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  • 100 Self-Portraits
    bu Luca Pierro
  • The works of Luca Pierro express a micro and macro cosmos,  where the figure of the artist, who is also the one who photographs,  forcefully enters the scene. The protagonist of the portraits is the same photographer. There are shots in his intent to escape the "already  seen "to" already done ". He explores new and unspoiled paths, from the point of origin of man himself, with the use of  natural elements such as: flour, land, water, clay and so on.  All elements that lead back to "Mother Earth". For the artist is important the traceability of the material used to leave on the surfaces portrayed. 
    The body becomes the vehicle of expression. The artist undermines the concept of  traditional portrait (beautiful) to introduce viewers to new dynamics. 
    Offers us portraits full of meanings, sometimes with a strong provocation. Some of them put us in touch with the contemporary research in experimental theater. So the artist is able to establish with the viewer an involvement immediate and spontaneous. 
    "His image, his body, they become expressive material," we see the real "Metamorphosis", with which he conveys his art. 
    The colors used are essential.  The careful study of light evokes her strong spirituality. 
    Represents a new and exciting proposal, a new study, which began long ago, the ancient land to the tensions raised by modern man, immersed in a in a culture dominated by technology. 

    Your self-portraits are amazing. How much digital manipulation do you do, if any?

    The people who see my work think they are photoshoped. Actually, they are not. I try to reach the effects, textures and lights with the least amount of manipulation as possible so I use a lot of materials like flour, milk, water and other. For the lighting, I usually use a single flash with an umbrella reflector.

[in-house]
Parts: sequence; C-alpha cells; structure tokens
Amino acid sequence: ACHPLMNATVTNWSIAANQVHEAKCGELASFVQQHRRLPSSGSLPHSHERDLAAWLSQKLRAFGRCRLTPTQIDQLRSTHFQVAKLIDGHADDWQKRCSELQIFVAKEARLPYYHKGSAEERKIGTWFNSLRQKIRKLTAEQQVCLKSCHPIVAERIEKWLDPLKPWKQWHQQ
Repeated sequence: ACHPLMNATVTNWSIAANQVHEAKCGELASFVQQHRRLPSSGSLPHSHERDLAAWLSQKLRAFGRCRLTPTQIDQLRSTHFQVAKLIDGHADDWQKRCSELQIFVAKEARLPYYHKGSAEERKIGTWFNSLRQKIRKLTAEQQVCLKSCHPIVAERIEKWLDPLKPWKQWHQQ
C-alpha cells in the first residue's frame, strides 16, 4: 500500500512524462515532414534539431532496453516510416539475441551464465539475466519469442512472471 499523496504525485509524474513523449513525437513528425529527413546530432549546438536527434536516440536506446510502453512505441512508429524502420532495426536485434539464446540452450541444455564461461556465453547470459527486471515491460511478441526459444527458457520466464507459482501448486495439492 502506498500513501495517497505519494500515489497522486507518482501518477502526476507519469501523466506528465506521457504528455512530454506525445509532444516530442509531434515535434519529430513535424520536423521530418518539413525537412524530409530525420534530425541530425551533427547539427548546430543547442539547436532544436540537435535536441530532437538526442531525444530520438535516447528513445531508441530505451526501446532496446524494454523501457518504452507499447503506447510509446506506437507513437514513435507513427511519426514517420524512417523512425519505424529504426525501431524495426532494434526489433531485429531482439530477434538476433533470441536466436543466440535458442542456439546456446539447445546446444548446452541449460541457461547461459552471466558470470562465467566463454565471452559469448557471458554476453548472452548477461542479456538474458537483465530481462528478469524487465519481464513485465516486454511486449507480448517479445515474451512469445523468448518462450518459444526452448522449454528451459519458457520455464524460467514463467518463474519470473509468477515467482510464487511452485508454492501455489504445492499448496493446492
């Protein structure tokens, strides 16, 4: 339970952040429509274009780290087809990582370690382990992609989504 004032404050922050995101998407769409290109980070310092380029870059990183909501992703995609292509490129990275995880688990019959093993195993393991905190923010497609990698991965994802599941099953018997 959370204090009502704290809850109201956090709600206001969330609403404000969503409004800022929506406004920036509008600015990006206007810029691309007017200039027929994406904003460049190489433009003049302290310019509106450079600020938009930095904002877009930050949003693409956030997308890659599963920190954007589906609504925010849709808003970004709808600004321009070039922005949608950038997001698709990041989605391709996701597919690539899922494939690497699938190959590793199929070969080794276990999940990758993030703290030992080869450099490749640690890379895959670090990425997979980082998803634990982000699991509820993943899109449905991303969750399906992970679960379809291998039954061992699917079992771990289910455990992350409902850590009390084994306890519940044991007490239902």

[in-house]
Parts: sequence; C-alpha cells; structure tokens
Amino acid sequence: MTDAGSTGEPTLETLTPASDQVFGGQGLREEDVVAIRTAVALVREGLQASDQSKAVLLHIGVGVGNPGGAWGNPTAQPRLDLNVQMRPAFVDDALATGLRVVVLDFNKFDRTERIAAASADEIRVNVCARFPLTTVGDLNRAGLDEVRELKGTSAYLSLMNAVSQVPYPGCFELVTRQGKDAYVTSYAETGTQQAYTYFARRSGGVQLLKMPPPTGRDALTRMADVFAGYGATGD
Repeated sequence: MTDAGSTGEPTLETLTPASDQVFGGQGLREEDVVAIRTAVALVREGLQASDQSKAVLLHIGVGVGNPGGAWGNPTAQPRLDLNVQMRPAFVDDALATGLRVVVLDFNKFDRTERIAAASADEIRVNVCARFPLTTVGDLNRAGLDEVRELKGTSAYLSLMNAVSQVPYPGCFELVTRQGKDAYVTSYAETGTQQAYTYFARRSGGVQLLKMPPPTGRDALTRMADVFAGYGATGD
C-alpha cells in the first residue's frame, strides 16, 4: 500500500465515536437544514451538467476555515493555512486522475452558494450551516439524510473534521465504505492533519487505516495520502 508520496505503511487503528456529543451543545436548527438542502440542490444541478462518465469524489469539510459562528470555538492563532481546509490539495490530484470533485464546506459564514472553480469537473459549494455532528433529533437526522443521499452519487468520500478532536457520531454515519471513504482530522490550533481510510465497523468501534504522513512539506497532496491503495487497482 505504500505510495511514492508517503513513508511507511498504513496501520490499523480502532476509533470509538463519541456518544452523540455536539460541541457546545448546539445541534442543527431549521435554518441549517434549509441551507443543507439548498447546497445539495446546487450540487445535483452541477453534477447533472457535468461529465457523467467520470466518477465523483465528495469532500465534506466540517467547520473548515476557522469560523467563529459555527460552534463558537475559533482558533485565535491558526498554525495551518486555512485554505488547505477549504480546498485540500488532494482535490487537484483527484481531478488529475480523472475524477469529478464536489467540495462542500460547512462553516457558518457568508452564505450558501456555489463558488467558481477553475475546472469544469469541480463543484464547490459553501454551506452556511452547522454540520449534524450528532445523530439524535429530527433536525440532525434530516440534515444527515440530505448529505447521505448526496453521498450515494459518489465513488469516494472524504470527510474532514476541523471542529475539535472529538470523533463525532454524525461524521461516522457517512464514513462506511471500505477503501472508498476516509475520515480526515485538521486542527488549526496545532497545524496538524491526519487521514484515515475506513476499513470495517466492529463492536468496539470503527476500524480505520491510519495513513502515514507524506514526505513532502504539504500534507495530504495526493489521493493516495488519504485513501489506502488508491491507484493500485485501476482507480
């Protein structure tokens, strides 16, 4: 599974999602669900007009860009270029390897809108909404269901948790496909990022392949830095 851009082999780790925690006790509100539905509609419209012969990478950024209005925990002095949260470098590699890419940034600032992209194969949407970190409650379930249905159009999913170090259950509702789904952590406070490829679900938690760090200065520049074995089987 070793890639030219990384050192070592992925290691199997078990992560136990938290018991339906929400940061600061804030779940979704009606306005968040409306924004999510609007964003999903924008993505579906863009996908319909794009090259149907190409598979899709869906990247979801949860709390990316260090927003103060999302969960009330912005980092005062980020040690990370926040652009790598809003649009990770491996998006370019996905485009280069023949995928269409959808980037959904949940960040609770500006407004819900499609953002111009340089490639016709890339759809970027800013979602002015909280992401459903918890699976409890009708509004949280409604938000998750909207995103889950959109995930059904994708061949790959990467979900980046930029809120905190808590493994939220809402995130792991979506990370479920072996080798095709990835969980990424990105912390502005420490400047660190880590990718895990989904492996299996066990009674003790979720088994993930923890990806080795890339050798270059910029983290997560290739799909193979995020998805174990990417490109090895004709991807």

Many of your images are very dark. What type of emotions do you try to evoke in your viewers?

    The intention is to express a micro and macro cosmos where the figure of the artist can forcefully enter onto the scene. My figure represents a man, "the man," involved with materials. All the elements that can lead back to "Mother Earth." In this way, the body becomes the vehicle of expression. The traceability of the material used on the body surface is important for me. Equally important are the light and dark. The contrast between these two elements evokes the struggle between life and death.


    Where do you get your inspiration?

    My first inspiration was my mother. Thanks to her, I learned to appreciate painting and art. I do not have a specific artistic reference. Rather, I try to be attracted by what I see and to elaborate it in my inner world. I remain, however, always fascinated by the work of some great artists. I love the use of light in Caravaggio, the reinterpretation of the real in Magritte, and the human despair in Bruegel.


    What piece of advice would you give to aspiring photographers?

    I have no advice to give. I can only say what is right for me. Try to figure out what you have inside. All images, colors, emotions are already inside of us because they are part of our human nature. The trick is to find a way to release this inner world. (http://www.mymodernmet.com/profiles/blogs/using-the-body-as-a-vehicle)